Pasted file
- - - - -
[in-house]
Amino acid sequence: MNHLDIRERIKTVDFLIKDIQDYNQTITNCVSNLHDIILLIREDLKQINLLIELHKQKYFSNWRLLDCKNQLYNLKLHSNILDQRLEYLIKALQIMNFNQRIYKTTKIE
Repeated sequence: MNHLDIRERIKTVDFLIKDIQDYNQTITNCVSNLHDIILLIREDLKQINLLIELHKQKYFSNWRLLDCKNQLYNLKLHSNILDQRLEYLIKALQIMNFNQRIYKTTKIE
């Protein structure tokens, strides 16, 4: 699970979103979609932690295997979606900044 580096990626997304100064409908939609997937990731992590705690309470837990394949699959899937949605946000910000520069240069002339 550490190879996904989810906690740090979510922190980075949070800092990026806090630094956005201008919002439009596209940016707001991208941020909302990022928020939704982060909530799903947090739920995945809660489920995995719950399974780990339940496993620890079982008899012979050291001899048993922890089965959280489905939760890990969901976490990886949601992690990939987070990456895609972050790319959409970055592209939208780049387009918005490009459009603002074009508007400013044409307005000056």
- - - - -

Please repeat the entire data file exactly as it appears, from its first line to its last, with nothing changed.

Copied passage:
[in-house]
Amino acid sequence: MNHLDIRERIKTVDFLIKDIQDYNQTITNCVSNLHDIILLIREDLKQINLLIELHKQKYFSNWRLLDCKNQLYNLKLHSNILDQRLEYLIKALQIMNFNQRIYKTTKIE
Repeated sequence: MNHLDIRERIKTVDFLIKDIQDYNQTITNCVSNLHDIILLIREDLKQINLLIELHKQKYFSNWRLLDCKNQLYNLKLHSNILDQRLEYLIKALQIMNFNQRIYKTTKIE
């Protein structure tokens, strides 16, 4: 699970979103979609932690295997979606900044 580096990626997304100064409908939609997937990731992590705690309470837990394949699959899937949605946000910000520069240069002339 550490190879996904989810906690740090979510922190980075949070800092990026806090630094956005201008919002439009596209940016707001991208941020909302990022928020939704982060909530799903947090739920995945809660489920995995719950399974780990339940496993620890079982008899012979050291001899048993922890089965959280489905939760890990969901976490990886949601992690990939987070990456895609972050790319959409970055592209939208780049387009918005490009459009603002074009508007400013044409307005000056």